During my lunch yesterday, a few teachers asked me if I heard the news. I had not. I briefly scanned the headlines and started crying right then. I could not do this right now. I had my babies coming back in so I had to push all emotion away and get through the rest of my day plus a meeting. It was strange. One asked if she could have an extra hug. One hopped up on my lap to tell me he loved me. I hadn’t said a thing, but I hugged them tighter.
When I got off work, I did not check headlines as I had plans with my family. I headed straight home. We were having a family night that we had planned in advance with my parents, brother, and niece. On the car ride up to the special place known as Christmas Town, I started crying and couldn’t stop. My daughter told me they had a moment of silence at school today and we discussed the event. I told her of how I never stopped worrying about her. I told her about September 11, 2001 when she was just a baby and how I had to finish the day before I could get her. I told her about a lock-down I was once in that was real, but luckily it was just because something was happening in a nearby house. I told her about the meeting I had just been in the day before and I started crying more. I met with a man who started the National Center for the Prevention of Community Violence. We had just mentioned Columbine and Tech the day before. We were talking about how to get families involved in their children’s lives and how to notice the warning signs. I also told her that I would, should this ever happen to me, defend my students by taking a bullet if necessary. I told her that I loved her dearly, but my job was to protect my students.
After this, family night seemed so important and yet so difficult for me. My heart is so heavy. The tears were pricking the back of my eyelids all night. I would make it a little bit through, and then I would feel the tears silently slide down my cheeks again and again. A hot toddy was pressed into my hand and I forced myself to close off the part of my brain that was thinking about this. I made it through dinner and then we crossed the bridge. The air was crisp, the smell of pine was in the air, lights were on every tree and the words Peace on Earth reflected across the water. I lost it again. The tears were silent and I turned to my mom who was also sad. I just sat there with my head on her shoulder for a minute. Then she said the words “What if that was your child? Can you imagine?” No, I can’t. I can’t.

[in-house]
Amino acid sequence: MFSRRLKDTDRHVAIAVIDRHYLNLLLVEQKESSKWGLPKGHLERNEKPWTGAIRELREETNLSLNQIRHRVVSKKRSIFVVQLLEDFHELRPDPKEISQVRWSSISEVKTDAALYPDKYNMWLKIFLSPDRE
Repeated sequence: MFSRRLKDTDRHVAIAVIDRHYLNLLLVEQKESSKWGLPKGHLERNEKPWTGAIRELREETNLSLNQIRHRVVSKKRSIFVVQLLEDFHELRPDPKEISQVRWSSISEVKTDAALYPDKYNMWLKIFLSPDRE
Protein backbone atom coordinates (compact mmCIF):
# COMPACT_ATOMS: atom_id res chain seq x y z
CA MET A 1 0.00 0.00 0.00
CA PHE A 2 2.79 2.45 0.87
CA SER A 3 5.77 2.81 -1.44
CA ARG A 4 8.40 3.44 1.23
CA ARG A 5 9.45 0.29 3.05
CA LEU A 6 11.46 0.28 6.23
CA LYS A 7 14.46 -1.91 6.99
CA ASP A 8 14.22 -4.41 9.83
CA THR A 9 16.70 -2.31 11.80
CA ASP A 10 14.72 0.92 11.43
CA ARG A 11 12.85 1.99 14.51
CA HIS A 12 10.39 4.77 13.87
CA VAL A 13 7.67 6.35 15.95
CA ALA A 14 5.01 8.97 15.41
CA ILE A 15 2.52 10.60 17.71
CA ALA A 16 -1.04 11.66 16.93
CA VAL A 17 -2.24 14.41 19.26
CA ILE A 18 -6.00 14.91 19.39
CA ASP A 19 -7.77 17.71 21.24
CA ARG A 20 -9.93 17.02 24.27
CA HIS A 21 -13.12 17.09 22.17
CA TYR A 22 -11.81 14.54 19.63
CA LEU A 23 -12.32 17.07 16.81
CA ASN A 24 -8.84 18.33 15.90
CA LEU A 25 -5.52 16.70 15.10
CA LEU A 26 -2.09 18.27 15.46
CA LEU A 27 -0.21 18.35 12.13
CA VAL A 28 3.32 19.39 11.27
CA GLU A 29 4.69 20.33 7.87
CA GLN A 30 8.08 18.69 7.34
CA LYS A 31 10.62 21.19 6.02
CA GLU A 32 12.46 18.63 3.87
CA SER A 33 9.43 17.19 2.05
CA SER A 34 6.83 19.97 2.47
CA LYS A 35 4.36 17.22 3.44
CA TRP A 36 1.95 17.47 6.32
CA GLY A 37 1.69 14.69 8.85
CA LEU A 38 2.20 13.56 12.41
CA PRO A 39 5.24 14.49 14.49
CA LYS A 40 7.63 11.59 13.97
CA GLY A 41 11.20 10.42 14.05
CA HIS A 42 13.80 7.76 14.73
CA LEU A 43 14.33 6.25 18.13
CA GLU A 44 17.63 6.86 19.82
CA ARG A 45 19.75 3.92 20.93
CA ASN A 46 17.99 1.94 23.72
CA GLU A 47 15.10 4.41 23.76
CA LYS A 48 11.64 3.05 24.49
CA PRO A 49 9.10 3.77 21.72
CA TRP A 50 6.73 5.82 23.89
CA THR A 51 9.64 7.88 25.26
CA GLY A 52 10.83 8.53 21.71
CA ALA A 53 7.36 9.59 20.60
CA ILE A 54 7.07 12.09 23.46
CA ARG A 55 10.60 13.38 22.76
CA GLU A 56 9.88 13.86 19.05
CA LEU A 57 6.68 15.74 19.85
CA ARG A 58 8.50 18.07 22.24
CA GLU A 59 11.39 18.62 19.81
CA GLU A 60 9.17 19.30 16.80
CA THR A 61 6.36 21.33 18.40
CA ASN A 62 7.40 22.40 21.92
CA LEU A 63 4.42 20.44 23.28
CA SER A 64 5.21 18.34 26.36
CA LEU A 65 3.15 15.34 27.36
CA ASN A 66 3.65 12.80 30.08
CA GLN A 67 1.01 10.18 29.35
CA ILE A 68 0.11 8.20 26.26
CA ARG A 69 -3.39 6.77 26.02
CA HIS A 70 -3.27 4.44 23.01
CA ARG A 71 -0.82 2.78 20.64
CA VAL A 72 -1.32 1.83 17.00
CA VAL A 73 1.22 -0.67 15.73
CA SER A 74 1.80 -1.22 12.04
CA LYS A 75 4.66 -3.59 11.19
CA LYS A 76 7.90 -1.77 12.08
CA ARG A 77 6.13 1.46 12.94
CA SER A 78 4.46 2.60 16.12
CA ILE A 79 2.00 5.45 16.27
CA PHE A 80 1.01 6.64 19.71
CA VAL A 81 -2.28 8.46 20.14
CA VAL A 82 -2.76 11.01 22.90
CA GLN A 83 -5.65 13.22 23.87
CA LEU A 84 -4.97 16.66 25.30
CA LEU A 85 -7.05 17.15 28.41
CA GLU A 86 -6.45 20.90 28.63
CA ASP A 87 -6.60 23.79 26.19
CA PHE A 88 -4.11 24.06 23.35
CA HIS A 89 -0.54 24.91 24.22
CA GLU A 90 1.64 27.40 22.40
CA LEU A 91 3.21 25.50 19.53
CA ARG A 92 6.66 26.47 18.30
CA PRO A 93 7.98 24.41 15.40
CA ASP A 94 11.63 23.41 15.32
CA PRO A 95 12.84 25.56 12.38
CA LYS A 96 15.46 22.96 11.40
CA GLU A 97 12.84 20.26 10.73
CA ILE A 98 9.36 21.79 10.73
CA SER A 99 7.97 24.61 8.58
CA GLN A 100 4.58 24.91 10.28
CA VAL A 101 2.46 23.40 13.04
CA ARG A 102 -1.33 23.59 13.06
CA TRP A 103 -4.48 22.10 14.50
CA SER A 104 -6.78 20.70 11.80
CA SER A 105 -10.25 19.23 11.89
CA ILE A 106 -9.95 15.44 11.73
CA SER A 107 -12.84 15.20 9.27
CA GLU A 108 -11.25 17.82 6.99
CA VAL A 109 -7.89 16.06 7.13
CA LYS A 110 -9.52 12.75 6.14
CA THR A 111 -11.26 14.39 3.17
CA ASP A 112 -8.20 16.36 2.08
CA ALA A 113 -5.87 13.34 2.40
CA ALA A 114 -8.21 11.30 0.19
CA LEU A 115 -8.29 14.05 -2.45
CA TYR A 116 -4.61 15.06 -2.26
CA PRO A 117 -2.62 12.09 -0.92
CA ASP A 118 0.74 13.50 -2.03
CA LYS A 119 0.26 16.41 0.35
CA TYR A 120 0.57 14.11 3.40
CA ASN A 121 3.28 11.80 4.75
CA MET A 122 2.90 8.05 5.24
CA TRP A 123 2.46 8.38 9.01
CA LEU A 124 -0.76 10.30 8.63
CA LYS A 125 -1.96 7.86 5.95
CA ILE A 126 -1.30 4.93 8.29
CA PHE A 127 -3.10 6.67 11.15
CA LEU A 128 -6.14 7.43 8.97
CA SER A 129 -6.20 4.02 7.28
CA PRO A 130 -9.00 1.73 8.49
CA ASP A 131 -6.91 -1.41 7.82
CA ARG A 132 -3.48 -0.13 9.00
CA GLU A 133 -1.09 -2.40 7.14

The night ended with a family snuggle. Two kids, three dachshunds and one mom and dad in the bed. For now, I am on media blackout. I only know what I was told. I also know that last night, every single friend was thinking about this as well. My friends with children, my friends struggling to have children, my teacher friends, my left and right friends, my friends around the world. Before the numbness wears off remember how we all feel now. There was no peace on Earth last night for me.
“There’s no tragedy in life like the death of a child. Things never get back to the way they were.” ~Dwight D. Eisenhower